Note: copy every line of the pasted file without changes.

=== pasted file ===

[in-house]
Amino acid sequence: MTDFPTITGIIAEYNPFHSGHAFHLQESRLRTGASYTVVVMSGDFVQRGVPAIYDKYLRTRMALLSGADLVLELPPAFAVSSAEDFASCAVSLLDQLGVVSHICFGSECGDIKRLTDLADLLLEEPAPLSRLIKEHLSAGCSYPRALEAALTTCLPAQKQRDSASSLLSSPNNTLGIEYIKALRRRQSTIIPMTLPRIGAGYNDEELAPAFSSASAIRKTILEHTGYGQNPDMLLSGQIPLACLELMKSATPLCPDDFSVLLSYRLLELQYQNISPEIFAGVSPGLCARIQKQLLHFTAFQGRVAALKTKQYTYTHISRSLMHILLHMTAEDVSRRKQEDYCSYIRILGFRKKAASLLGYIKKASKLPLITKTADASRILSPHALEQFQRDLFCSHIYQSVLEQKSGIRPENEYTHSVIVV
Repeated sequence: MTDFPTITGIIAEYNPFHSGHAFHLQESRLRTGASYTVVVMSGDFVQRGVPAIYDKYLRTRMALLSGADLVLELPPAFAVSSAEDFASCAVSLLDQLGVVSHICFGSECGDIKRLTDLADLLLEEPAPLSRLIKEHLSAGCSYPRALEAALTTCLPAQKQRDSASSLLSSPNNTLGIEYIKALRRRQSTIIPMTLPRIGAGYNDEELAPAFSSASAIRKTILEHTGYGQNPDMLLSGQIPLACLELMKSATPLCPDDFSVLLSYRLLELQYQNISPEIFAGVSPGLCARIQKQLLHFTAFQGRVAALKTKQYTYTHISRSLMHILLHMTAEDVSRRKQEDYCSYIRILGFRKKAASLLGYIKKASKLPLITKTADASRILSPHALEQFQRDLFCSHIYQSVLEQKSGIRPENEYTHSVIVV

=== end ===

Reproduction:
[in-house]
Amino acid sequence: MTDFPTITGIIAEYNPFHSGHAFHLQESRLRTGASYTVVVMSGDFVQRGVPAIYDKYLRTRMALLSGADLVLELPPAFAVSSAEDFASCAVSLLDQLGVVSHICFGSECGDIKRLTDLADLLLEEPAPLSRLIKEHLSAGCSYPRALEAALTTCLPAQKQRDSASSLLSSPNNTLGIEYIKALRRRQSTIIPMTLPRIGAGYNDEELAPAFSSASAIRKTILEHTGYGQNPDMLLSGQIPLACLELMKSATPLCPDDFSVLLSYRLLELQYQNISPEIFAGVSPGLCARIQKQLLHFTAFQGRVAALKTKQYTYTHISRSLMHILLHMTAEDVSRRKQEDYCSYIRILGFRKKAASLLGYIKKASKLPLITKTADASRILSPHALEQFQRDLFCSHIYQSVLEQKSGIRPENEYTHSVIVV
Repeated sequence: MTDFPTITGIIAEYNPFHSGHAFHLQESRLRTGASYTVVVMSGDFVQRGVPAIYDKYLRTRMALLSGADLVLELPPAFAVSSAEDFASCAVSLLDQLGVVSHICFGSECGDIKRLTDLADLLLEEPAPLSRLIKEHLSAGCSYPRALEAALTTCLPAQKQRDSASSLLSSPNNTLGIEYIKALRRRQSTIIPMTLPRIGAGYNDEELAPAFSSASAIRKTILEHTGYGQNPDMLLSGQIPLACLELMKSATPLCPDDFSVLLSYRLLELQYQNISPEIFAGVSPGLCARIQKQLLHFTAFQGRVAALKTKQYTYTHISRSLMHILLHMTAEDVSRRKQEDYCSYIRILGFRKKAASLLGYIKKASKLPLITKTADASRILSPHALEQFQRDLFCSHIYQSVLEQKSGIRPENEYTHSVIVV